The missing middle: San Francisco developers rethink how to build housing in reach of the middle class
May 26, 2015

For four decades, real estate developer Westlake Urban has held onto a six-acre slice of sloped, winding land where 86 rent-controlled housing units sit in the shadow of the forested Mount Sutro Open Space Reserve. But it will soon be time for big changes.

San Mateo-based Westlake Urban is shooting to turn the Kirkham Heights housing development into the largest new project to hit the Inner Sunset neighborhood. Its vision calls for 460 residential units dotted between widened sidewalks, new landscaping and parks.

The undertaking is unusual for San Francisco — and provides the ideal opportunity for the developer to try something new. Thirty percent of the units will be rent controlled or below-market-rate. Gaye Quinn, managing director at Westlake Urban, wants more of the units to be within reach of the middle class.

But how can developers reach middle-class families of four making less than $122,300 or individual public workers making less than $80,000 a year? The skyrocketing costs of land and construction in San Francisco have developers and their investors building more and more for luxury buyers, and that’s creating a middle-class donut hole that isn’t being filled.

“We believe it’s time for innovation in the building industry,” Quinn said. “There are a lot of technologies and innovations happening in the Bay Area right now, and we have a fight that’s full of challenges where it’s the perfect place to deploy.”

Westlake Urban and development manager Transform Urban are now exploring construction and design strategies that will build on some of the other innovations starting to bubble around the development world to make building cheaper.

The project could be the first major development in the region to reduce costs through urban mining to turn existing soil into building blocks, helping save on materials.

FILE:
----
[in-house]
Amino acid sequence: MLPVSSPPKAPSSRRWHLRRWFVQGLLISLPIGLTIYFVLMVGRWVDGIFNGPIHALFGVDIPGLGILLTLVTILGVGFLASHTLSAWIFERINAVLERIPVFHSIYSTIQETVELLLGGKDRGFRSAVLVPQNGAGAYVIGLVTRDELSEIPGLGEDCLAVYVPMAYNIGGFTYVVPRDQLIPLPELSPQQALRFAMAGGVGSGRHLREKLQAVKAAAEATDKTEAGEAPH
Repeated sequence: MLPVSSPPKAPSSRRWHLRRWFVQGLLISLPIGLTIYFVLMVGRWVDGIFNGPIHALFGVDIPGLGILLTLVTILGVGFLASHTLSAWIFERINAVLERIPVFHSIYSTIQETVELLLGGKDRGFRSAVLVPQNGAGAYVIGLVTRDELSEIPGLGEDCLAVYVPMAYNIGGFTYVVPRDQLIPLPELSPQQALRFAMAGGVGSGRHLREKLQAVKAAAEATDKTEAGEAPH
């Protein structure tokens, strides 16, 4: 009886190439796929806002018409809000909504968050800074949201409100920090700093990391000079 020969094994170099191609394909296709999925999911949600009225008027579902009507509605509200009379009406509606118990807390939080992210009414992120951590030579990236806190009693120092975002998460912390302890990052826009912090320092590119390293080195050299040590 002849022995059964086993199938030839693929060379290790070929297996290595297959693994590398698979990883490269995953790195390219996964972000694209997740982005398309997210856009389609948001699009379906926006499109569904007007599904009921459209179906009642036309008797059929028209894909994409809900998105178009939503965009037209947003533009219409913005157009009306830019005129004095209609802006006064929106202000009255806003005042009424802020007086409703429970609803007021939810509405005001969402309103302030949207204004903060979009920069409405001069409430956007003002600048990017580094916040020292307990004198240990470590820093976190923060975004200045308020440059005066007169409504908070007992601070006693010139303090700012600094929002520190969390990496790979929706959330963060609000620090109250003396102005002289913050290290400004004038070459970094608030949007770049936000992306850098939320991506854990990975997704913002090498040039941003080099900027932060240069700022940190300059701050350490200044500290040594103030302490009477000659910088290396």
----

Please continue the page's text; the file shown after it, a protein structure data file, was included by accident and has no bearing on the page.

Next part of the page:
The developer is also planning to speed up the construction process by nearly 50 percent by building pre-fabricated structures off site in a factory, a move that will cut down the soaring costs of labor and reduce disruption in a a quiet neighborhood nestled next to the University of California, San Francisco.

“When you reduce time of construction you reduce labor costs,” said Naomi Porat, partner at Transform Urban. “We have to provide for a range of incomes, including the middle class.”

If the team can pull that off, it will help fill a big hole that San Francisco Mayor Ed Lee’s office is also furiously trying to plug. San Francisco produced only 16 percent of the housing units it needed for moderate-income residents over the last seven years – compared to 86 percent of the need for above-moderate-income residents and 24 percent for low-income residents, according to the Association of Bay Area Governments.

John Rahaim, San Francisco’s planning director, told a crowd at the public policy think tank SPUR that it may be time to publicly subsidize middle-class housing.

The mayor’s office has also looked for other financial ways to help developers make lower-priced units pencil out.

But one big part of the solution comes down to construction and design, and it’s not just about building smaller units.

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